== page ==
Magic Realism in Art

Magic Realism in Art
Magic or Magical Realism falls between the schools of Surrealism and Photorealism. I will discuss the artists and characteristics of this fascinating art movement.

The term was invented by German photographer, art historian, and art critic Franz Roh in 1925. Popular in both Europe and America from the 1920s - 1940s, there were some followers in the 1950s.

Magic Realism was also called Metaphysical Painting, a term coined by Guillaume Apollinaire in 1913 to describe Italian artist Giorgio de Chirico. His work "The Disquieting Muses" (1917) is an empty cityscape.

Magical realism is not symbolism or distortions of surrealism. These artists did not see themselves as surrealists. It was more about mystery, imagination, uncanniness, and the fantastic. They merged past and present, the juxtaposition of strange objects, and conceived an imagined or dreamed reality.

Some of the works by Rene Magritte with his 'fantasies of the commonplace' and Salvador Dali are considered Magical Realism.

An artist's execution of sharpness and exactness along with a sense of silence, even loneliness, may be seen as grotesque. Scenes may seem grim, but there is hope. Reality may seem unreal.

A great example is "Tree of Hope" (1946) by Mexican artist Frida Kahlo depicting day and night, as well as her two personas (the public and private).

American artist George Copeland Ault's "Black Night: Russell's Corner" (1943) is the first in a series of four nocturnes. These paintings are deeply personal as the locations were near his home in Woodstock, NY, as well as portraying the anxiety and depression he himself experienced with his mother’s death in a mental institution.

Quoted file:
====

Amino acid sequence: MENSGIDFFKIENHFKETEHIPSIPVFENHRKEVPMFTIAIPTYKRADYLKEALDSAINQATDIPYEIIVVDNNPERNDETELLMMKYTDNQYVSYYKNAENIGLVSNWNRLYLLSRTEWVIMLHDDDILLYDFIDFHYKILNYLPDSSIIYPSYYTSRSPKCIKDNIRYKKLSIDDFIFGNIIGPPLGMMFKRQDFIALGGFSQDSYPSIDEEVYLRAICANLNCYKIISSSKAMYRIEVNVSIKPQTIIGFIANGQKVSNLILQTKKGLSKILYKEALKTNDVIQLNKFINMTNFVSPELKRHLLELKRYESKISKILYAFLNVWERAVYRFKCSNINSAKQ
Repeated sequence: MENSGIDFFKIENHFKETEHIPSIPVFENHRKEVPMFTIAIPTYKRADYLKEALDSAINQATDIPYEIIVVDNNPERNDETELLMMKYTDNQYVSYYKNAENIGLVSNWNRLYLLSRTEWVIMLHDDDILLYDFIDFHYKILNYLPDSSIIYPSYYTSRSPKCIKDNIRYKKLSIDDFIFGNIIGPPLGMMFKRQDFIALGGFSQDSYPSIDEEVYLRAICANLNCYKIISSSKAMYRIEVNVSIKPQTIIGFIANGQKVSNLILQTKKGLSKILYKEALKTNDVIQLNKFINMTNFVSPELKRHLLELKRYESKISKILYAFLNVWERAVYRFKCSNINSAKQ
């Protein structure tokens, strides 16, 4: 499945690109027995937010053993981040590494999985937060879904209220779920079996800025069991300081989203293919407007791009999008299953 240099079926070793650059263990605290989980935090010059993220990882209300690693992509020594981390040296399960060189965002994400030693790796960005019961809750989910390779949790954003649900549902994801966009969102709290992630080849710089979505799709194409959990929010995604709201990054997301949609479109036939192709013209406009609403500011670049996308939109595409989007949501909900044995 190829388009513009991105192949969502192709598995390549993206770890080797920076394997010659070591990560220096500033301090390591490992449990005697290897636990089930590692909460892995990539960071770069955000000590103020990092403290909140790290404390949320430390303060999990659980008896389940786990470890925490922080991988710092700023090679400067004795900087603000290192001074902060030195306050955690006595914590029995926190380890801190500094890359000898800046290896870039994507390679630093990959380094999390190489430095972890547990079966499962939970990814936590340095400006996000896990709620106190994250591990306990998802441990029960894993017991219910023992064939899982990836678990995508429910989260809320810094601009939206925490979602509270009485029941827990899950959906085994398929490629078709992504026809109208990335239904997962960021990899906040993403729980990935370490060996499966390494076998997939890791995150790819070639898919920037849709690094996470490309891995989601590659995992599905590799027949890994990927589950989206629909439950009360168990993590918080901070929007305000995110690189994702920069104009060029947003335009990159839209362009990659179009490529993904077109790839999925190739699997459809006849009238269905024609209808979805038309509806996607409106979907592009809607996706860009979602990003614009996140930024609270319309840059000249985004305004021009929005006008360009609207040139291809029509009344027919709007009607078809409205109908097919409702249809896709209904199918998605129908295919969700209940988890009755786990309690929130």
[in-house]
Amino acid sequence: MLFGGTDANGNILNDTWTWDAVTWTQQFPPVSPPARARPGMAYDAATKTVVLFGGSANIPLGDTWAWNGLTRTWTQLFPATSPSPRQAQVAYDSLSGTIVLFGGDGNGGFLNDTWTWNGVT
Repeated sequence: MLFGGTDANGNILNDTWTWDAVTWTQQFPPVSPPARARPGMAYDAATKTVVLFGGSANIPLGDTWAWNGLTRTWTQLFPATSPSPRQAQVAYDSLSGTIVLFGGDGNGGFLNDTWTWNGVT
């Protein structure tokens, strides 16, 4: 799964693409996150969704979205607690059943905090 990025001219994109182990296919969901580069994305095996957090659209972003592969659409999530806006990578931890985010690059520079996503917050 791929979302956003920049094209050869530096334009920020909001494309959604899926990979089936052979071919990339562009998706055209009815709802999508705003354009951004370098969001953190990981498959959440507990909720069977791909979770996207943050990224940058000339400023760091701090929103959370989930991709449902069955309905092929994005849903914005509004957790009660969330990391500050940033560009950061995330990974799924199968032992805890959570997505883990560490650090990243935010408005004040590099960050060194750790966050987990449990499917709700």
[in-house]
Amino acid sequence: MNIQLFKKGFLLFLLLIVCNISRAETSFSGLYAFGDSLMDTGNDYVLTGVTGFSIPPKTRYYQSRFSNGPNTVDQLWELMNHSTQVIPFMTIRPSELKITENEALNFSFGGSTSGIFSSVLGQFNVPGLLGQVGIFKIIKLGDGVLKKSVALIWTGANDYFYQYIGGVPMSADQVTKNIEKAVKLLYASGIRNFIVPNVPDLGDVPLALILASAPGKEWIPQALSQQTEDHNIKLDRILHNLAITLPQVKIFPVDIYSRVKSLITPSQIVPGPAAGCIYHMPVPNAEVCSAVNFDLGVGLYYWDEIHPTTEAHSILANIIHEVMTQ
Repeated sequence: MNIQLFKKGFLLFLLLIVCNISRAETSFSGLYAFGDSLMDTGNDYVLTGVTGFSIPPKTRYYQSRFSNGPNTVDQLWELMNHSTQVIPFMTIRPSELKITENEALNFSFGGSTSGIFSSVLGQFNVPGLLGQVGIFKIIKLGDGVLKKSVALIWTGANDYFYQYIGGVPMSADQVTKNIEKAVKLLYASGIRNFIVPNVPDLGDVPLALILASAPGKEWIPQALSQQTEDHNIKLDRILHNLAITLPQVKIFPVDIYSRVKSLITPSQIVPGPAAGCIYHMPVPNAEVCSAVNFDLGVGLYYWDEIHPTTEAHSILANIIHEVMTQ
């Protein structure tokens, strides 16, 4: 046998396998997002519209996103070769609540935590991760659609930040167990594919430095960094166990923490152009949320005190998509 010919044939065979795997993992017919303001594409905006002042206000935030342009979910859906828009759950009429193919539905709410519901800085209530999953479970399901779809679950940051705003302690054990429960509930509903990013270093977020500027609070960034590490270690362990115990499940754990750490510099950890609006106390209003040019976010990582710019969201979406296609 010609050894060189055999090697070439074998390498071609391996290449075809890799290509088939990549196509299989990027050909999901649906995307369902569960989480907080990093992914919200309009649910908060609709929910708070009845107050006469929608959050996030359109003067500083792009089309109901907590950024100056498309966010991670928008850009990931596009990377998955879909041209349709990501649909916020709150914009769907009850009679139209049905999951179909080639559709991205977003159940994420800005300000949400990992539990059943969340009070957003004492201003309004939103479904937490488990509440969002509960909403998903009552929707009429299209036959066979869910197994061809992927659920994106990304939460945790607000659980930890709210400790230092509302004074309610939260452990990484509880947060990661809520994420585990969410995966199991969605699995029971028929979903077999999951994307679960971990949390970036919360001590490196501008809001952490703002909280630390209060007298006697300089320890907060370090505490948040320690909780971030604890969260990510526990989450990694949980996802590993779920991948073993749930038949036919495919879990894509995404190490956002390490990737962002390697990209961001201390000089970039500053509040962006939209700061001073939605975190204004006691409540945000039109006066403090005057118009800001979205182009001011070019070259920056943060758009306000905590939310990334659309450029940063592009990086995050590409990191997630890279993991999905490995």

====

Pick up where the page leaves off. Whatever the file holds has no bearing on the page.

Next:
This school in American painting was coined from MoMA's exhibition "American Realist and Magic Realist" (1943).

Other superb examples of magic realism by some lesser-known American artists: "A Surprised Kitten" (1948) by Martha Ryther, "Rain in Charleston" (1951) by Thomas Fransioli, and "Tenements" (1939) by O. Louis Guglielmi.

The three works above were part of an exhibition from the Georgia Museum of Art at the University of Georgia, "Extra Ordinary: Magic, Mystery and Imagination in American Realism" that ran until 6/2020.

American artist Paul Cadmus (1904-1999) painted "Coney Island" (1934) an unexpected scene from the Brooklyn beach of intertwined bodies (bulging and sunburned). Meant as satire, it is considered the 20th century version of a Baroque allegorical composition.

Magic realism was also found in the Latin American literary movement showing the 'weirdness of ordinary life' as critic Angel Flores described the writing of Gabriel Garcia Marquez. He would receive the Nobel Prize for Literature in 1982 for his book "One Hundred Years of Solitude" (1967).

You can own a wall art print of Frida Kahlo's "Self-Portrait With Thorn Necklace and Hummingbird," available here from

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